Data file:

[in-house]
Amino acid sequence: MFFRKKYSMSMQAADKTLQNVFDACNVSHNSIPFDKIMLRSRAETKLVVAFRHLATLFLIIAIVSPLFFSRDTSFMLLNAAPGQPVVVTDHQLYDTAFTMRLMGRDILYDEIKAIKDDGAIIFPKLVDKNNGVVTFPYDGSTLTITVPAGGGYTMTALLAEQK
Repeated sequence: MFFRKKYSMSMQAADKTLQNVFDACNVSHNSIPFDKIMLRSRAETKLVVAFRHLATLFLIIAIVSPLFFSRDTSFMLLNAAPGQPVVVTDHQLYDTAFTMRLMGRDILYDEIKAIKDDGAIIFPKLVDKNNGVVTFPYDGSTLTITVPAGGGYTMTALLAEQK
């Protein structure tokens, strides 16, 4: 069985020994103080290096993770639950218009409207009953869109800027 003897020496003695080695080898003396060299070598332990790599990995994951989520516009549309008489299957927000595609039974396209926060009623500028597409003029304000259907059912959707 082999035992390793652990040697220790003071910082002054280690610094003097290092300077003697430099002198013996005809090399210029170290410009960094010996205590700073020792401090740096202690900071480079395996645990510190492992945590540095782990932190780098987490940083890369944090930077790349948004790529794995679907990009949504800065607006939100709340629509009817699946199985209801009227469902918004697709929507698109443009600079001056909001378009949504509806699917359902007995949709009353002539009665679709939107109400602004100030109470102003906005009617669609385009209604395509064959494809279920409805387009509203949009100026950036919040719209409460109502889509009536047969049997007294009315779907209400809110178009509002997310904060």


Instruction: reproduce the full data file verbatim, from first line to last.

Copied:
[in-house]
Amino acid sequence: MFFRKKYSMSMQAADKTLQNVFDACNVSHNSIPFDKIMLRSRAETKLVVAFRHLATLFLIIAIVSPLFFSRDTSFMLLNAAPGQPVVVTDHQLYDTAFTMRLMGRDILYDEIKAIKDDGAIIFPKLVDKNNGVVTFPYDGSTLTITVPAGGGYTMTALLAEQK
Repeated sequence: MFFRKKYSMSMQAADKTLQNVFDACNVSHNSIPFDKIMLRSRAETKLVVAFRHLATLFLIIAIVSPLFFSRDTSFMLLNAAPGQPVVVTDHQLYDTAFTMRLMGRDILYDEIKAIKDDGAIIFPKLVDKNNGVVTFPYDGSTLTITVPAGGGYTMTALLAEQK
């Protein structure tokens, strides 16, 4: 069985020994103080290096993770639950218009409207009953869109800027 003897020496003695080695080898003396060299070598332990790599990995994951989520516009549309008489299957927000595609039974396209926060009623500028597409003029304000259907059912959707 082999035992390793652990040697220790003071910082002054280690610094003097290092300077003697430099002198013996005809090399210029170290410009960094010996205590700073020792401090740096202690900071480079395996645990510190492992945590540095782990932190780098987490940083890369944090930077790349948004790529794995679907990009949504800065607006939100709340629509009817699946199985209801009227469902918004697709929507698109443009600079001056909001378009949504509806699917359902007995949709009353002539009665679709939107109400602004100030109470102003906005009617669609385009209604395509064959494809279920409805387009509203949009100026950036919040719209409460109502889509009536047969049997007294009315779907209400809110178009509002997310904060």